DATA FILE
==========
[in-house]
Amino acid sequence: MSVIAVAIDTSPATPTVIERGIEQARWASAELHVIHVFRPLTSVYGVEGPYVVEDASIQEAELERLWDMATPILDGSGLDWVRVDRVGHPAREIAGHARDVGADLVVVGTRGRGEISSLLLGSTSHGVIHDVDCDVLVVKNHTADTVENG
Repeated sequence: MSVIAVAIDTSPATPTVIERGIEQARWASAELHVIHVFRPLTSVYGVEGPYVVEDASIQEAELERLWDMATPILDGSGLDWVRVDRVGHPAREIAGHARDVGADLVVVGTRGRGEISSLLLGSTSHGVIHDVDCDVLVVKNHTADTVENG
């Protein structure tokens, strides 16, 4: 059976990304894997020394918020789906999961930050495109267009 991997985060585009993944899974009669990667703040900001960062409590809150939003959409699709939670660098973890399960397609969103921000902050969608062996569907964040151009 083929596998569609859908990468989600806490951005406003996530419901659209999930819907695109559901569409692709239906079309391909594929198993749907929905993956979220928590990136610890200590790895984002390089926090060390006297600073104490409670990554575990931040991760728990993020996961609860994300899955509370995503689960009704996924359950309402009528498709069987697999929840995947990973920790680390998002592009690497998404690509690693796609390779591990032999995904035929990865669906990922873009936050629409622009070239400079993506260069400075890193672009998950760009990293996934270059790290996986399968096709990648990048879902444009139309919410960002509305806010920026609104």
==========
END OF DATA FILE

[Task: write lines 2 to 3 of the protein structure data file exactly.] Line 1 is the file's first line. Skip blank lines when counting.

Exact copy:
Amino acid sequence: MSVIAVAIDTSPATPTVIERGIEQARWASAELHVIHVFRPLTSVYGVEGPYVVEDASIQEAELERLWDMATPILDGSGLDWVRVDRVGHPAREIAGHARDVGADLVVVGTRGRGEISSLLLGSTSHGVIHDVDCDVLVVKNHTADTVENG
Repeated sequence: MSVIAVAIDTSPATPTVIERGIEQARWASAELHVIHVFRPLTSVYGVEGPYVVEDASIQEAELERLWDMATPILDGSGLDWVRVDRVGHPAREIAGHARDVGADLVVVGTRGRGEISSLLLGSTSHGVIHDVDCDVLVVKNHTADTVENG